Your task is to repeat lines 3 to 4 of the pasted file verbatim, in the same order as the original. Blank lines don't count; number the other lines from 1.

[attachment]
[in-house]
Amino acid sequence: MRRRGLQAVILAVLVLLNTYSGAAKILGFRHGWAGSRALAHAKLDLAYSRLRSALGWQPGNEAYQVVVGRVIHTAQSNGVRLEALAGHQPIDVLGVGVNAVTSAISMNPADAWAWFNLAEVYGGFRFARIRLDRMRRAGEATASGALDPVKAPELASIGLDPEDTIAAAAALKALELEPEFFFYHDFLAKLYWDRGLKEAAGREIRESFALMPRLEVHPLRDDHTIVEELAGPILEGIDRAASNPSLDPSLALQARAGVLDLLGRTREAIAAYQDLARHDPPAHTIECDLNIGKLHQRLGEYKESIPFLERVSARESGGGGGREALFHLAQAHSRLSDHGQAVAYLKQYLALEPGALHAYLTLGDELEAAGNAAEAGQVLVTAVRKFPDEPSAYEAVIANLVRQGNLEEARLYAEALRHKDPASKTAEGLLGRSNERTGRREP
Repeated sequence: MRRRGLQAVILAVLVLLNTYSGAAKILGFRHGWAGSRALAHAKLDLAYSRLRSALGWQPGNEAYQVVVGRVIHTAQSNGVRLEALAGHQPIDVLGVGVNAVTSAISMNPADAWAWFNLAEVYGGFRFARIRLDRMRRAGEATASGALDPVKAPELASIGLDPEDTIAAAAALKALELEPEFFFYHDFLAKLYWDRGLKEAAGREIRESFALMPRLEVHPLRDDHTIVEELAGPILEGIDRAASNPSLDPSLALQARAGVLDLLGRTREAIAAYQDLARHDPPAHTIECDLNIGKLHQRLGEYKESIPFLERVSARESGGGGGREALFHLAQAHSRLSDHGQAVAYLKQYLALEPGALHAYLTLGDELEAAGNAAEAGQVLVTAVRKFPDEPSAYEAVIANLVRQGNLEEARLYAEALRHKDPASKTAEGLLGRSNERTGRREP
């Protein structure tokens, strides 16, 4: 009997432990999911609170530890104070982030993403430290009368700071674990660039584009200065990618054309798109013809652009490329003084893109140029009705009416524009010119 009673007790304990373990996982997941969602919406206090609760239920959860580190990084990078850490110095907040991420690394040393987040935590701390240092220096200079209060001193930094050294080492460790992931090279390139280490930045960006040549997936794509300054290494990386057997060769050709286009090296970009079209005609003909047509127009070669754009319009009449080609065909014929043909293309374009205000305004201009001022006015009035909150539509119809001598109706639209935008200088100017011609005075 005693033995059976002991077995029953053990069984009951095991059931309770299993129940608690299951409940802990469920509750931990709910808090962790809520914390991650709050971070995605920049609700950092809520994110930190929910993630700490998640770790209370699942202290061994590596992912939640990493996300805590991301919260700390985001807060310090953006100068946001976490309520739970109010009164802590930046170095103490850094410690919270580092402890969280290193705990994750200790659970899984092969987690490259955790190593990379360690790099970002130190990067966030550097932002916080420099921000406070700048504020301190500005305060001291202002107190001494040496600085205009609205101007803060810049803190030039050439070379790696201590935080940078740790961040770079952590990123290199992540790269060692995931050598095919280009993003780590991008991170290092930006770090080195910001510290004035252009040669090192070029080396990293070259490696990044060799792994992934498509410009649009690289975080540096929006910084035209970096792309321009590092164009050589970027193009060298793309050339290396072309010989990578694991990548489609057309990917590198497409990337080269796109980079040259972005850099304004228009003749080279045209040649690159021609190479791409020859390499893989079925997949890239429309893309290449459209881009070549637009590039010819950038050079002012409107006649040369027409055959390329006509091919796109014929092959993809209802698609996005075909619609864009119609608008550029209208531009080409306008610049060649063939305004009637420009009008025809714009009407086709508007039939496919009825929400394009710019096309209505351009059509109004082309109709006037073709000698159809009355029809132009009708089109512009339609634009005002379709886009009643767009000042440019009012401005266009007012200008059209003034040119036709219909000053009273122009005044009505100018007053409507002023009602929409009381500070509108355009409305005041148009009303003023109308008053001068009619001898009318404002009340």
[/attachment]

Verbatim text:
Repeated sequence: MRRRGLQAVILAVLVLLNTYSGAAKILGFRHGWAGSRALAHAKLDLAYSRLRSALGWQPGNEAYQVVVGRVIHTAQSNGVRLEALAGHQPIDVLGVGVNAVTSAISMNPADAWAWFNLAEVYGGFRFARIRLDRMRRAGEATASGALDPVKAPELASIGLDPEDTIAAAAALKALELEPEFFFYHDFLAKLYWDRGLKEAAGREIRESFALMPRLEVHPLRDDHTIVEELAGPILEGIDRAASNPSLDPSLALQARAGVLDLLGRTREAIAAYQDLARHDPPAHTIECDLNIGKLHQRLGEYKESIPFLERVSARESGGGGGREALFHLAQAHSRLSDHGQAVAYLKQYLALEPGALHAYLTLGDELEAAGNAAEAGQVLVTAVRKFPDEPSAYEAVIANLVRQGNLEEARLYAEALRHKDPASKTAEGLLGRSNERTGRREP
């Protein structure tokens, strides 16, 4: 009997432990999911609170530890104070982030993403430290009368700071674990660039584009200065990618054309798109013809652009490329003084893109140029009705009416524009010119 009673007790304990373990996982997941969602919406206090609760239920959860580190990084990078850490110095907040991420690394040393987040935590701390240092220096200079209060001193930094050294080492460790992931090279390139280490930045960006040549997936794509300054290494990386057997060769050709286009090296970009079209005609003909047509127009070669754009319009009449080609065909014929043909293309374009205000305004201009001022006015009035909150539509119809001598109706639209935008200088100017011609005075 005693033995059976002991077995029953053990069984009951095991059931309770299993129940608690299951409940802990469920509750931990709910808090962790809520914390991650709050971070995605920049609700950092809520994110930190929910993630700490998640770790209370699942202290061994590596992912939640990493996300805590991301919260700390985001807060310090953006100068946001976490309520739970109010009164802590930046170095103490850094410690919270580092402890969280290193705990994750200790659970899984092969987690490259955790190593990379360690790099970002130190990067966030550097932002916080420099921000406070700048504020301190500005305060001291202002107190001494040496600085205009609205101007803060810049803190030039050439070379790696201590935080940078740790961040770079952590990123290199992540790269060692995931050598095919280009993003780590991008991170290092930006770090080195910001510290004035252009040669090192070029080396990293070259490696990044060799792994992934498509410009649009690289975080540096929006910084035209970096792309321009590092164009050589970027193009060298793309050339290396072309010989990578694991990548489609057309990917590198497409990337080269796109980079040259972005850099304004228009003749080279045209040649690159021609190479791409020859390499893989079925997949890239429309893309290449459209881009070549637009590039010819950038050079002012409107006649040369027409055959390329006509091919796109014929092959993809209802698609996005075909619609864009119609608008550029209208531009080409306008610049060649063939305004009637420009009008025809714009009407086709508007039939496919009825929400394009710019096309209505351009059509109004082309109709006037073709000698159809009355029809132009009708089109512009339609634009005002379709886009009643767009000042440019009012401005266009007012200008059209003034040119036709219909000053009273122009005044009505100018007053409507002023009602929409009381500070509108355009409305005041148009009303003023109308008053001068009619001898009318404002009340």